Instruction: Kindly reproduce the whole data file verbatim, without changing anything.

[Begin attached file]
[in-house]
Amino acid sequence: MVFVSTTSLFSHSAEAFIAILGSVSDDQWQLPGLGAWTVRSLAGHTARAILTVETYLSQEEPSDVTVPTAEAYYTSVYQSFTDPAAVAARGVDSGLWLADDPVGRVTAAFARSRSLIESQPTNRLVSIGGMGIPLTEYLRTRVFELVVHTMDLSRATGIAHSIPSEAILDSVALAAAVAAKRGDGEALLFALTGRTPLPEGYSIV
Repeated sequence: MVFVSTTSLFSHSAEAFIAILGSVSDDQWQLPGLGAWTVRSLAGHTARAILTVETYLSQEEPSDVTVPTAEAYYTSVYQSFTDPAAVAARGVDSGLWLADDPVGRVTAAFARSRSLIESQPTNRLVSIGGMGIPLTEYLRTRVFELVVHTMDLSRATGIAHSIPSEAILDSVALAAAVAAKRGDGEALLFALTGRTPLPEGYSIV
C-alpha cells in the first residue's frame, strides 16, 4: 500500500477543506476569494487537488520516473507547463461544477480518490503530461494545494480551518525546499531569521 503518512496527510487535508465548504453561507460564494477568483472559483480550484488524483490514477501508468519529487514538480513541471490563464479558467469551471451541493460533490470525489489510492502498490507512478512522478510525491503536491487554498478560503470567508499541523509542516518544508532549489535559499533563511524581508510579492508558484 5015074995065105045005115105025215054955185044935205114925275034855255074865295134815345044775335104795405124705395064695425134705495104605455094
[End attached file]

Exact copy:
[in-house]
Amino acid sequence: MVFVSTTSLFSHSAEAFIAILGSVSDDQWQLPGLGAWTVRSLAGHTARAILTVETYLSQEEPSDVTVPTAEAYYTSVYQSFTDPAAVAARGVDSGLWLADDPVGRVTAAFARSRSLIESQPTNRLVSIGGMGIPLTEYLRTRVFELVVHTMDLSRATGIAHSIPSEAILDSVALAAAVAAKRGDGEALLFALTGRTPLPEGYSIV
Repeated sequence: MVFVSTTSLFSHSAEAFIAILGSVSDDQWQLPGLGAWTVRSLAGHTARAILTVETYLSQEEPSDVTVPTAEAYYTSVYQSFTDPAAVAARGVDSGLWLADDPVGRVTAAFARSRSLIESQPTNRLVSIGGMGIPLTEYLRTRVFELVVHTMDLSRATGIAHSIPSEAILDSVALAAAVAAKRGDGEALLFALTGRTPLPEGYSIV
C-alpha cells in the first residue's frame, strides 16, 4: 500500500477543506476569494487537488520516473507547463461544477480518490503530461494545494480551518525546499531569521 503518512496527510487535508465548504453561507460564494477568483472559483480550484488524483490514477501508468519529487514538480513541471490563464479558467469551471451541493460533490470525489489510492502498490507512478512522478510525491503536491487554498478560503470567508499541523509542516518544508532549489535559499533563511524581508510579492508558484 5015074995065105045005115105025215054955185044935205114925275034855255074865295134815345044775335104795405124705395064695425134705495104605455094